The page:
Dicamba was first used in North Dakota on a commercial scale in these formulations in 2017. Many farmers were eager to use it as a tool to help combat the spread of weeds that had become resistant to other chemicals, like glyphosate (Roundup).
‘Rough, rocky road’
But the first year there were major concern over damage to sensitive “non-target” soybeans that didn’t carry the resistance. The formulations had special concerns because they could drift for miles. The chemical can “volatilize” after application and can drift during “temperature inversions.” The chemical companies instituted aggressive applicator education, which has continued in the past two years.
Favorable weather reduced the drift damage complaints in North Dakota in 2018 and 2019.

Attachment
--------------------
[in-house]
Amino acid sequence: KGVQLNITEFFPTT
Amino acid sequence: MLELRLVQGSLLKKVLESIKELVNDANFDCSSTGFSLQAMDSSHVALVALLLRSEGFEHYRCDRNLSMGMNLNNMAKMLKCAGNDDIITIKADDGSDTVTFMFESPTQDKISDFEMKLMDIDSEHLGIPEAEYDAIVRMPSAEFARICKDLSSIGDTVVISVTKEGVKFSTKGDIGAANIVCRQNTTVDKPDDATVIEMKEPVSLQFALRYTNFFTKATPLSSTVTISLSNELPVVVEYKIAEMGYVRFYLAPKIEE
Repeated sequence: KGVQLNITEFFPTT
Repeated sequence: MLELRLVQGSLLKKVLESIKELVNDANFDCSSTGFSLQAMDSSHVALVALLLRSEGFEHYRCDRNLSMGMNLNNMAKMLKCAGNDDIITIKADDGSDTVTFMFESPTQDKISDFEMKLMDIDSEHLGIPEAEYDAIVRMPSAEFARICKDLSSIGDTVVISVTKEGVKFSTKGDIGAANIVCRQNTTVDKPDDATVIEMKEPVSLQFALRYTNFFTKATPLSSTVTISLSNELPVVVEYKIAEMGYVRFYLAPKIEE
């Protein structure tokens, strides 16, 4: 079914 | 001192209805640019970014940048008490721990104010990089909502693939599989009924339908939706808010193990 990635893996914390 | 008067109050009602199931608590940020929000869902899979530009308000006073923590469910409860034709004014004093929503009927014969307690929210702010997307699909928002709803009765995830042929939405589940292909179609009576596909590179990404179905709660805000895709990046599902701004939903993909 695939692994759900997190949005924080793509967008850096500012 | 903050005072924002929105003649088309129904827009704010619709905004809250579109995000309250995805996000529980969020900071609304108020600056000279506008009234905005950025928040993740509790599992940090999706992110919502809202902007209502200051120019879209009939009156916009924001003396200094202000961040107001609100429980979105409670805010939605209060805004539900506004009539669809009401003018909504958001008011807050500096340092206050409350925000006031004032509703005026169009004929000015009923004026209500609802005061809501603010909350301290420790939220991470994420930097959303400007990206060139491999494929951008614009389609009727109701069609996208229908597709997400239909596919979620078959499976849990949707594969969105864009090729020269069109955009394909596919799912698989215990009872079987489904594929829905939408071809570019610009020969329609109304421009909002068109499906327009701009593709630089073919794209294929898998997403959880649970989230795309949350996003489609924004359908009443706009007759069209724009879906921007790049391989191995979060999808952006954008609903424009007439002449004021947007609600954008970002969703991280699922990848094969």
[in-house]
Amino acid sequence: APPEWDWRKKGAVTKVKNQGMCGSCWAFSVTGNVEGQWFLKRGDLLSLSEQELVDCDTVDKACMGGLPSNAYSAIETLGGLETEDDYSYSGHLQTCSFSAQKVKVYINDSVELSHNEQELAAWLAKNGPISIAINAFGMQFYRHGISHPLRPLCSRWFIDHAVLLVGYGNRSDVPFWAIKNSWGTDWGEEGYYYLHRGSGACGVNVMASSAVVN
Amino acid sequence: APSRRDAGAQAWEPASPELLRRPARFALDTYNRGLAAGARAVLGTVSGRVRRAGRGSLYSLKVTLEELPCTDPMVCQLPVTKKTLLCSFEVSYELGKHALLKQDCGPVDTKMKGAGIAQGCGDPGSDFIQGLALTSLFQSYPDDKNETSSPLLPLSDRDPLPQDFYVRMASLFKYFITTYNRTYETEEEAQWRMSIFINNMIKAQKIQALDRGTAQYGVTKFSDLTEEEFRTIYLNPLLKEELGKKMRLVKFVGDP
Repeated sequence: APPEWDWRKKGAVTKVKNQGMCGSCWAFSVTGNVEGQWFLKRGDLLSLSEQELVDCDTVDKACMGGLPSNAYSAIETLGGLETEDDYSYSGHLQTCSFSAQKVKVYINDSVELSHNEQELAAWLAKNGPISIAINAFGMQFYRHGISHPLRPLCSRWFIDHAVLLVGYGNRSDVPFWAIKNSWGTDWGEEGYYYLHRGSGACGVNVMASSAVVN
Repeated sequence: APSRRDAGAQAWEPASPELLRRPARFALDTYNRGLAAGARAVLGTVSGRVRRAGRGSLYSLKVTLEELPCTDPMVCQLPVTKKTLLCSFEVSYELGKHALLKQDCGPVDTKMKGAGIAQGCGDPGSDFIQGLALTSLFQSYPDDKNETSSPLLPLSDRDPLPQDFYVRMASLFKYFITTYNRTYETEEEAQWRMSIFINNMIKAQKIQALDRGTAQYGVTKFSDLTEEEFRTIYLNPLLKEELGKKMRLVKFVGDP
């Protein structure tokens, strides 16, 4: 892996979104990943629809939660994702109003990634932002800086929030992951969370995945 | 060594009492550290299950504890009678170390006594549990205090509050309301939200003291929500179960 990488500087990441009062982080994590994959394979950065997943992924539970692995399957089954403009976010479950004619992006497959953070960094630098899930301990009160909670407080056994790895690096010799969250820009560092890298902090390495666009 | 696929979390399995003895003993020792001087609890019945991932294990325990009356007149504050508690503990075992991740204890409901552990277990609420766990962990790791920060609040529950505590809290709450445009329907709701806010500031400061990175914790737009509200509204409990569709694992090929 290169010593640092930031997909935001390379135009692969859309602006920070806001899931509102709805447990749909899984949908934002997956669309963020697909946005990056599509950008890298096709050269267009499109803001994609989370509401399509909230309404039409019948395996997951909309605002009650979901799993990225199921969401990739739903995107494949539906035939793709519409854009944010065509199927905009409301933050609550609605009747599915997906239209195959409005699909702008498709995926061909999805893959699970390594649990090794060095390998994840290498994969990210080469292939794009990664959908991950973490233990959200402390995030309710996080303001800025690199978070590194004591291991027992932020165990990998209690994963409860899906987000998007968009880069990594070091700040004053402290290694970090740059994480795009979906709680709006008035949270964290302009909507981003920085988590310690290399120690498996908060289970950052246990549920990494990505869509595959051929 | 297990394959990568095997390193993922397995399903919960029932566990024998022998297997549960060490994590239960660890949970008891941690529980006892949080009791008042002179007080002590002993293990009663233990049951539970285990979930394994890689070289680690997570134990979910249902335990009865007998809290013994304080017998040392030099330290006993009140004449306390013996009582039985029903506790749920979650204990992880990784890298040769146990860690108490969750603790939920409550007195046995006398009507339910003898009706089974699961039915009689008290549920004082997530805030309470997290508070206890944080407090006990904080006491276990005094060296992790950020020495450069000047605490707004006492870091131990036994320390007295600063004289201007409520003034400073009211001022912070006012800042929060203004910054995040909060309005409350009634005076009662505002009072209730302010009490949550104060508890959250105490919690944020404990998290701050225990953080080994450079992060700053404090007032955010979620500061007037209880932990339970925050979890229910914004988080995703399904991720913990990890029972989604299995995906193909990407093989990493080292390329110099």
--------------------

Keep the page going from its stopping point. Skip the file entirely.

“We had only two formal complaints filed in North Dakota in 2019,” Thostenson said. “That wasn’t the case in other places. Illinois saw record complaints in 2019 and so did Indiana. It continues to be something that people are still wrestling with.”
“It’s been a rough and rocky road for this technology,” Thostenson said, noting three major label changes after its introduction.
The labels prohibited its use between two hours before sunset and an hour after sunrise. They said sprayers couldn’t go more than 10 m.p.h., a reduction from the initial limit of 15 m.p.h.. Applicators were required to apply it when winds are at least 3 m.p.h. to reduce the temperature inversion factor, but not more than 10 m.p.h.
Further, North Dakota and South Dakota implemented application cut-off application deadliess at June 30.
“In Minnesota, that’s June 20, so we have very few days left to legally spray in Minnesota," he said.
With the late planting season in 2020, there is a "lot of pause" about whether the cutoff dates would have been practical to allow spraying, even before the label was dropped by the court.